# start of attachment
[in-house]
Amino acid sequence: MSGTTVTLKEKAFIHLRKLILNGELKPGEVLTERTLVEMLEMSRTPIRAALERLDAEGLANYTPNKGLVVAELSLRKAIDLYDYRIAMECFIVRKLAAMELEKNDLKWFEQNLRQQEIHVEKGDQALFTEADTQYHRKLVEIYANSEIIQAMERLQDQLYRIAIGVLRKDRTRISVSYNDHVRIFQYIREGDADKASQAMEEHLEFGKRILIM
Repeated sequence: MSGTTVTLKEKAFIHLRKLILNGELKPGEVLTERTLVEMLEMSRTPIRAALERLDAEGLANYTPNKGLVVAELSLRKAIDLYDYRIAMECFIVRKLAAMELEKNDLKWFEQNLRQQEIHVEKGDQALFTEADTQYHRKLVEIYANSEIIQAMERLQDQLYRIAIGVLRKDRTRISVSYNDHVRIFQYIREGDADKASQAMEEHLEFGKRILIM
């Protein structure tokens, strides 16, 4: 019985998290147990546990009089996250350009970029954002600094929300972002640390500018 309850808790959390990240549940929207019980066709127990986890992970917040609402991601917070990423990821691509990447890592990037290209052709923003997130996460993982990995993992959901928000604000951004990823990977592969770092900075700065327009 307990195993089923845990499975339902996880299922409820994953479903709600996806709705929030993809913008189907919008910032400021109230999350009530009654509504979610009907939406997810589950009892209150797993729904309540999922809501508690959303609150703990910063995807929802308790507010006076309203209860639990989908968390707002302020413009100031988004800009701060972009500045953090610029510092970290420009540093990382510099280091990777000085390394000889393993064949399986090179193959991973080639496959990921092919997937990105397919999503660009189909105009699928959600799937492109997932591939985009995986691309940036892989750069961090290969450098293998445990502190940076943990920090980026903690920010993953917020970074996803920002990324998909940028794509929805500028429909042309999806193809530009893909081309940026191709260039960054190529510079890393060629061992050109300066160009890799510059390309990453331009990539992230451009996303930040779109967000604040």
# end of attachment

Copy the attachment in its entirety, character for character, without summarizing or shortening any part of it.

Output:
[in-house]
Amino acid sequence: MSGTTVTLKEKAFIHLRKLILNGELKPGEVLTERTLVEMLEMSRTPIRAALERLDAEGLANYTPNKGLVVAELSLRKAIDLYDYRIAMECFIVRKLAAMELEKNDLKWFEQNLRQQEIHVEKGDQALFTEADTQYHRKLVEIYANSEIIQAMERLQDQLYRIAIGVLRKDRTRISVSYNDHVRIFQYIREGDADKASQAMEEHLEFGKRILIM
Repeated sequence: MSGTTVTLKEKAFIHLRKLILNGELKPGEVLTERTLVEMLEMSRTPIRAALERLDAEGLANYTPNKGLVVAELSLRKAIDLYDYRIAMECFIVRKLAAMELEKNDLKWFEQNLRQQEIHVEKGDQALFTEADTQYHRKLVEIYANSEIIQAMERLQDQLYRIAIGVLRKDRTRISVSYNDHVRIFQYIREGDADKASQAMEEHLEFGKRILIM
């Protein structure tokens, strides 16, 4: 019985998290147990546990009089996250350009970029954002600094929300972002640390500018 309850808790959390990240549940929207019980066709127990986890992970917040609402991601917070990423990821691509990447890592990037290209052709923003997130996460993982990995993992959901928000604000951004990823990977592969770092900075700065327009 307990195993089923845990499975339902996880299922409820994953479903709600996806709705929030993809913008189907919008910032400021109230999350009530009654509504979610009907939406997810589950009892209150797993729904309540999922809501508690959303609150703990910063995807929802308790507010006076309203209860639990989908968390707002302020413009100031988004800009701060972009500045953090610029510092970290420009540093990382510099280091990777000085390394000889393993064949399986090179193959991973080639496959990921092919997937990105397919999503660009189909105009699928959600799937492109997932591939985009995986691309940036892989750069961090290969450098293998445990502190940076943990920090980026903690920010993953917020970074996803920002990324998909940028794509929805500028429909042309999806193809530009893909081309940026191709260039960054190529510079890393060629061992050109300066160009890799510059390309990453331009990539992230451009996303930040779109967000604040």